Since 1913, when Dada Saheb Phalke produced the country’s first silent film, which had all the ingredients of the Sanskrit drama, the film industry in the country has flourished and has played a major role in promoting a sense of Indianness, not only in India, but around the globe. Today we use the term “Bollywood” for the Indian film industry, but it is not as if everything in Indian cinema is Hollywood inspired, as the term Bollywood may seem to suggest, Indian cinema has a unique identity of its own and during the last 100 years, it has made significant contributions towards nation building.
India’s first talkie, Alam Ara was released in 1931. This film paved the way for the future of Indian cinema. After this the number of film production companies’ skyrocketed, as did the number of films being produced. Soon the colour films made their appearance. Today India produces close to 1,000 films every year. In fact, India is one country that has remained virtually unaffected by Hollywood’s dominance of the international cinema. Indian film producers don’t need to look at Hollywood’s calendar of mega-releases before releasing their own films.
As an artistic medium, filmmaking has always been about innovation. Indian directors utilise new innovations because they want to tell a better story. The bulky camera, which made it practically impossible to execute smooth tracking shots, has now given way to more sophisticated cameras. The use of computer-generated imaginary has become quite common during the last few decades. In the area of animation and digital entertainment, India is today regarded as a worldwide leader. Indian animators have made great contribution in technological wizardry that you get to see in international successes like Life of Pi, Skyfall and Kung Fu Panda. Few years ago, Ramayana: The Epic, a classic animation for children and adults, was released. The film, which sizzles and crackles with special effects, is a retelling of the story of Lord Rama, from his birth until his battle with Ravan at Sri Lanka.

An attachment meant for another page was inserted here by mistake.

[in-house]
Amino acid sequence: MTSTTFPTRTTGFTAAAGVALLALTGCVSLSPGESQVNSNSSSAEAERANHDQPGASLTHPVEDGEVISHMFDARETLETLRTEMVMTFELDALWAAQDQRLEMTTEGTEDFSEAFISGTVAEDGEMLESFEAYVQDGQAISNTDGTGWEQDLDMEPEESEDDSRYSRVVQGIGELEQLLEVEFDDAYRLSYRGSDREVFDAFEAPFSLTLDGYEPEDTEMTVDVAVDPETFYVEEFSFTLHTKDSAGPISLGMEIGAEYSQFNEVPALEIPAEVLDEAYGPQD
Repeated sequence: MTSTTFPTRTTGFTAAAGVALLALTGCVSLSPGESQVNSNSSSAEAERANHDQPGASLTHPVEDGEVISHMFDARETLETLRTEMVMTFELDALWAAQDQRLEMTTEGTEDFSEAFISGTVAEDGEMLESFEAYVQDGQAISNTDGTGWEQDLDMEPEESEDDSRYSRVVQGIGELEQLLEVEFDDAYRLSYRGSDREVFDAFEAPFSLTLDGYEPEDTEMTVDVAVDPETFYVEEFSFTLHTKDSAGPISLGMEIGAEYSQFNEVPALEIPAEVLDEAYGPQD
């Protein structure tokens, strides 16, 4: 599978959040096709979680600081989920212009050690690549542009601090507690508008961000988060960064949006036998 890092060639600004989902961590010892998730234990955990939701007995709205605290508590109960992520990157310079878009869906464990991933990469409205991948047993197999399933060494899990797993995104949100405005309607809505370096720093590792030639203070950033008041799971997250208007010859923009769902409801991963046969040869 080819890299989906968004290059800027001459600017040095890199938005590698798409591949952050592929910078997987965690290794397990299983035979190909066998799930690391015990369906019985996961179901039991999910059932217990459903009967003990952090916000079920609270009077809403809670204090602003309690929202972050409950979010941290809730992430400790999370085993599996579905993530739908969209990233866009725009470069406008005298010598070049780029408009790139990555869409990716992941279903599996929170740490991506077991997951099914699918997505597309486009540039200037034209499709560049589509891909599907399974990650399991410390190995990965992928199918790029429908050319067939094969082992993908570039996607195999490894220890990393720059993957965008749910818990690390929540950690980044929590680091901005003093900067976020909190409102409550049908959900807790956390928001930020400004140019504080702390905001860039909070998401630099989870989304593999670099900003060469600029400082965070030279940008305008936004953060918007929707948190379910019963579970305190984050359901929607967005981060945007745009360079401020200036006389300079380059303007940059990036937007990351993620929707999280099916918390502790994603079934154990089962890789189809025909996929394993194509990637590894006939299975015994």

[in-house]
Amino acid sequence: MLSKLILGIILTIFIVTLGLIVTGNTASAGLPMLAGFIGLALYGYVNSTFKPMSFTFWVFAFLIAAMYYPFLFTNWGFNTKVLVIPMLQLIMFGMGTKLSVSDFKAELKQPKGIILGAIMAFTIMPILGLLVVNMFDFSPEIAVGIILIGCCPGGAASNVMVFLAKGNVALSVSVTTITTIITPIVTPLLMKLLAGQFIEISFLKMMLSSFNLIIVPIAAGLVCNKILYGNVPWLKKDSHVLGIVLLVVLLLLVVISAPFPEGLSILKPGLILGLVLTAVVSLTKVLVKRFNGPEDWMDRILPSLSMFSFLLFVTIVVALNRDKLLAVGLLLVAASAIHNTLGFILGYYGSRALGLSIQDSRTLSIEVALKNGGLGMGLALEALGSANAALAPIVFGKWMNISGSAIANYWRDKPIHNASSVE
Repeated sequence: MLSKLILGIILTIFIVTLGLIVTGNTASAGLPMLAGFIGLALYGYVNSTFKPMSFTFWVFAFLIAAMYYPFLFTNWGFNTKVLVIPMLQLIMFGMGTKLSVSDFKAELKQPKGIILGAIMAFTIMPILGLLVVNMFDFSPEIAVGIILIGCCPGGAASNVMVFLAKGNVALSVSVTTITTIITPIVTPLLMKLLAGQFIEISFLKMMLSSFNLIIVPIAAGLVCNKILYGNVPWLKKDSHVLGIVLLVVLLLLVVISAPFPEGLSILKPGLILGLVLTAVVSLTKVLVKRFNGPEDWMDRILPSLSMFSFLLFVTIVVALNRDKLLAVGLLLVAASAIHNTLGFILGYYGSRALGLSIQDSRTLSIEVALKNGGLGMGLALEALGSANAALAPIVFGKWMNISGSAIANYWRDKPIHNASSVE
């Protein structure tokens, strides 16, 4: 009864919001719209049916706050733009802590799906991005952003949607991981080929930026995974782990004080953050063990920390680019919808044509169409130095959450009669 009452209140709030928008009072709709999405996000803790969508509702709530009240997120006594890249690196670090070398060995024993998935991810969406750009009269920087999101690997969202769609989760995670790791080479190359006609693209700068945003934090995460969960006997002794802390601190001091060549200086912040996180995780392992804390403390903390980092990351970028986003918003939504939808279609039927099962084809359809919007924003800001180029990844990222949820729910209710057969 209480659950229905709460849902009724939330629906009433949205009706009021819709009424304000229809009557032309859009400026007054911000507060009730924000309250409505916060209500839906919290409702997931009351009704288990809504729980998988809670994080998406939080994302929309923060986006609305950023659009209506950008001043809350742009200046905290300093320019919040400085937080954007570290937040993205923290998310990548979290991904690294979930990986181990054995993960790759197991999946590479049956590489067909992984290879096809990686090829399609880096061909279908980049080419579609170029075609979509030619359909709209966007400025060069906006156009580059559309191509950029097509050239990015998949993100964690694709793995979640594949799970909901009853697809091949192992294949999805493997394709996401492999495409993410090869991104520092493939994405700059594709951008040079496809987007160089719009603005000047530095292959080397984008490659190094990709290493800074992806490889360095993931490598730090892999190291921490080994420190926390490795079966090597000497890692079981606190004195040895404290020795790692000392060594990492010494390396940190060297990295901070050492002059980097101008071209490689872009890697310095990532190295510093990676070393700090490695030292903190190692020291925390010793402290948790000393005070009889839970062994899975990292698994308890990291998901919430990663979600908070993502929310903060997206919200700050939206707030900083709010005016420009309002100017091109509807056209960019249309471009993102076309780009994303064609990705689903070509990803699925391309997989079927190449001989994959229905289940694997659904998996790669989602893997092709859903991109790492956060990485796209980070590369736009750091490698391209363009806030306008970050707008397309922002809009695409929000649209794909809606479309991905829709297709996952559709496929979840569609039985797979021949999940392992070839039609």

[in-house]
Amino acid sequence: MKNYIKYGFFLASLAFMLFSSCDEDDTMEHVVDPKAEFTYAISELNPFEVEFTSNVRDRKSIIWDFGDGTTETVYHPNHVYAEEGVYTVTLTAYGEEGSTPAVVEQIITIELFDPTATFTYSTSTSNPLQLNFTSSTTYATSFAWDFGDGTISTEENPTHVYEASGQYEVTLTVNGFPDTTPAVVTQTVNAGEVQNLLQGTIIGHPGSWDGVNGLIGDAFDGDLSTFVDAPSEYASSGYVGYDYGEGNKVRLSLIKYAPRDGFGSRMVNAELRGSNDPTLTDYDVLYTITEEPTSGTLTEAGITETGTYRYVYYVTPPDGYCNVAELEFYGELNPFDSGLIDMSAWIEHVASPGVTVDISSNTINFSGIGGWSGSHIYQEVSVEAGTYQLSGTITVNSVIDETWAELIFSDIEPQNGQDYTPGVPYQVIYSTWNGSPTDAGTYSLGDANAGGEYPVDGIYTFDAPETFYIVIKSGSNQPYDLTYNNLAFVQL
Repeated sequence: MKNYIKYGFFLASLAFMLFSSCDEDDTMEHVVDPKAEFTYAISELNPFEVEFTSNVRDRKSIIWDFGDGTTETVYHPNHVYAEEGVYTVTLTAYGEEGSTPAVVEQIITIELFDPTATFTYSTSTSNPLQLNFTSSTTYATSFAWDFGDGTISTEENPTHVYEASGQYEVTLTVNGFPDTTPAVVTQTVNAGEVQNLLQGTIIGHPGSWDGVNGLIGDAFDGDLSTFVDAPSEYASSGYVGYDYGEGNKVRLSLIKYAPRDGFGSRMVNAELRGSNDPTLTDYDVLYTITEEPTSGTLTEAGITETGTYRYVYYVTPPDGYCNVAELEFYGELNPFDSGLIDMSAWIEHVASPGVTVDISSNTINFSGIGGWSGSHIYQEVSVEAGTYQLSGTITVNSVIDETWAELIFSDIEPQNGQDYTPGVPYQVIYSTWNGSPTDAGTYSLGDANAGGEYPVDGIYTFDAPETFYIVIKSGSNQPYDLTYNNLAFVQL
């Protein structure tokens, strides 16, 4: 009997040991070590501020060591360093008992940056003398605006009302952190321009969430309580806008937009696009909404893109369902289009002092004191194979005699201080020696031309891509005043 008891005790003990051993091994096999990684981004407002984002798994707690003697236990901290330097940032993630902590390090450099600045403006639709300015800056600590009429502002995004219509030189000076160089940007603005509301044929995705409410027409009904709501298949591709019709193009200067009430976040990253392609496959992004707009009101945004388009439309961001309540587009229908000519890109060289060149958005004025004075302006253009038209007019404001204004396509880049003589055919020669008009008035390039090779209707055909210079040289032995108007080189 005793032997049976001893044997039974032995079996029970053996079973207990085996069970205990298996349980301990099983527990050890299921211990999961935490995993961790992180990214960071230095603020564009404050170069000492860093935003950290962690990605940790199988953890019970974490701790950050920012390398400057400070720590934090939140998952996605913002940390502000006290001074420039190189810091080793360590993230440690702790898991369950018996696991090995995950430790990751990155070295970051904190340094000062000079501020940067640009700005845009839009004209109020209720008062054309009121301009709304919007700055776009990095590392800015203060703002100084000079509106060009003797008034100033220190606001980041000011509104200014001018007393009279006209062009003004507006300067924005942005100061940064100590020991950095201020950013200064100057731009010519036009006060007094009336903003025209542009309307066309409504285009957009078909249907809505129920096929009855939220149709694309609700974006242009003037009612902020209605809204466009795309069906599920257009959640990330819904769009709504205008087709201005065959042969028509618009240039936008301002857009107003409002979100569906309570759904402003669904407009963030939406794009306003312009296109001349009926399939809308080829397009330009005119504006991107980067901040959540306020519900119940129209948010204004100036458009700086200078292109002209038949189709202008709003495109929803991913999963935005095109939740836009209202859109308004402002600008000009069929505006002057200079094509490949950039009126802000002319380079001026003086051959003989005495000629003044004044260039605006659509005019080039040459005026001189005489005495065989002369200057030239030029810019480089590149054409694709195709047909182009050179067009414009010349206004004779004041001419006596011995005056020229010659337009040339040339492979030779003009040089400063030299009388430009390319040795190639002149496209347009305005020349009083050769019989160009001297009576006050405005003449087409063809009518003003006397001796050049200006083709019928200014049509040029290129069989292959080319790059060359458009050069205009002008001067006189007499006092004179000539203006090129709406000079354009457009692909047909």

Technology is arguably having its most profound and pronounced effect on film in this day and age. It is an exciting age for international film industry, the digital age. In 2010, the Tamil science fiction film Enthiran (The Robot) was released. The film features Rajinikanth in dual roles, as a scientist and an andro humanoid robot, alongside Aishwarya Rai. The film entices the audiences with many special effects that have never been seen before on Indian screens; the viewers are regaled with scenes that have a shape shifting giant, a snake, a human train and much else. However, most Indian films are not overtly dependent upon special effects in order to keep their audiences hooked. So we don’t have movies like Avatar produced by James Cameron. Indian audience is more keen about watching movies that retain their Indianness and focus on emotional and social content.
One of the most exciting innovations in cinema is the use of higher frame rates. James Cameron and Peter Jackson have used this system in their films for having increased clarity. If the film is running through a projector, then you can’t have frame rate more than 24 FPS. But as films in the world make a transition to the digital, it has now become possible for directors to try higher frame rates. Peter Jackson shot The Hobbit at 48 FPS. Indian cinema is now gearing to incorporate new advances in digital technology. Films are now being planned that will have higher frame rate and other advances of digital technology. One problem that Indian cinema faces is that the design of most movie theatres in the country is not conducive for digital films. Lot of new investment will be needed to bring improvements in this area.
Research and development are continuous and relentless in the film industry, with many innovations entering the market everyday. The Indian film industry has to keep upgrading itself. Perhaps it is now time for the government to come up with new policies and regulations that will allow the creatives of Indian cinema to make more investment in technology so that the quality of our films can become even better.